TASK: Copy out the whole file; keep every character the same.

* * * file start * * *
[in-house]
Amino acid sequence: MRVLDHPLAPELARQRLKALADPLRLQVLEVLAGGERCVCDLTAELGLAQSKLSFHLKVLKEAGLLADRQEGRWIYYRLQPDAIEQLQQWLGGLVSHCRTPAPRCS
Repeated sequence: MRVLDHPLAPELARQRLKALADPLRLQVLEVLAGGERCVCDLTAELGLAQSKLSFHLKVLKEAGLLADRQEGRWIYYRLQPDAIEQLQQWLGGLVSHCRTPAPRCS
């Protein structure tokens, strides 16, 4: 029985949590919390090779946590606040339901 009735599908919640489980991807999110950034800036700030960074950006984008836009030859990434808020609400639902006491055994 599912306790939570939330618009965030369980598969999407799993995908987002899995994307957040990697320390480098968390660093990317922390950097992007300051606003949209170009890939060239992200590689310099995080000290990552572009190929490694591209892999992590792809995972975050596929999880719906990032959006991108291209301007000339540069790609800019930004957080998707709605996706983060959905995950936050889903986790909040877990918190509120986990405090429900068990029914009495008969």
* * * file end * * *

[in-house]
Amino acid sequence: MRVLDHPLAPELARQRLKALADPLRLQVLEVLAGGERCVCDLTAELGLAQSKLSFHLKVLKEAGLLADRQEGRWIYYRLQPDAIEQLQQWLGGLVSHCRTPAPRCS
Repeated sequence: MRVLDHPLAPELARQRLKALADPLRLQVLEVLAGGERCVCDLTAELGLAQSKLSFHLKVLKEAGLLADRQEGRWIYYRLQPDAIEQLQQWLGGLVSHCRTPAPRCS
């Protein structure tokens, strides 16, 4: 029985949590919390090779946590606040339901 009735599908919640489980991807999110950034800036700030960074950006984008836009030859990434808020609400639902006491055994 599912306790939570939330618009965030369980598969999407799993995908987002899995994307957040990697320390480098968390660093990317922390950097992007300051606003949209170009890939060239992200590689310099995080000290990552572009190929490694591209892999992590792809995972975050596929999880719906990032959006991108291209301007000339540069790609800019930004957080998707709605996706983060959905995950936050889903986790909040877990918190509120986990405090429900068990029914009495008969």